When Michael Bloomberg sought to change the city’s term limits and run for re-election, he chalked it up to the city’s unprecedented fiscal crisis.
Today, one of his potential Democratic challengers, Representative Anthony Weiner, used the same reason—the fiscal crisis—to explain why he’s not committing to the race.
In a statement to supporters, Weiner wrote: “At the beginning of the summer when Congress takes a break, I will look at the lay of the land again and try to determine the best political course.”
A Weiner campaign adviser said afterward that nothing has really changed on their end, since the letter to supporters echoes what Weiner has been saying publicly for months.
But it did seem to be part of an incremental retreat.
On Monday, Weiner told reporters in City Hall he was in fact still running for mayor, but not “eager” for the race to start sooner than it had to. A reporter who saw Weiner at a parade on Staten Island on Sunday described him as unmotivated and not engaging with the public.
Weiner’s would-be rivals pounced.
Eddie Castell, the campaign manager for Comptroller Bill Thompson, who would be Weiner’s toughest opponent in a primary, emailed to say that his candidate “doesn’t have to look at the lay of the land in the summer to know that during these tough times New York City needs new leadership that will fight for working families, create jobs and bring change to City Hall. That is why he is running for Mayor.”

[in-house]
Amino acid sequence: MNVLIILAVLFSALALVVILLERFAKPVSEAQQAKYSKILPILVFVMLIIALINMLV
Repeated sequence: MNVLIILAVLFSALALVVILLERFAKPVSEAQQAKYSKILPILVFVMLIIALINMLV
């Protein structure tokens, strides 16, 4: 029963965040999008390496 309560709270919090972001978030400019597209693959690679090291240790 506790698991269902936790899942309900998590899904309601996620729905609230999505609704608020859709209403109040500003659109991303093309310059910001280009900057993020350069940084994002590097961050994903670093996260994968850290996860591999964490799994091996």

Bloomberg’s campaign spokesman, Howard Wolfson, said over email that “for the mayor, it’s not about making the best political course—it’s about doing the right things, making the tough decisions and showing real leadership.”
Weiner’s early withdrawal, if that’s what this turns out to be, would be great news for Thompson and, on balance, bad news for Bloomberg. It would offer Thompson a clear path to the nomination (Tony Avella notwithstanding) and would allow the comptroller to preserve his limited resources for what would be an uphill contest against the billionaire mayor.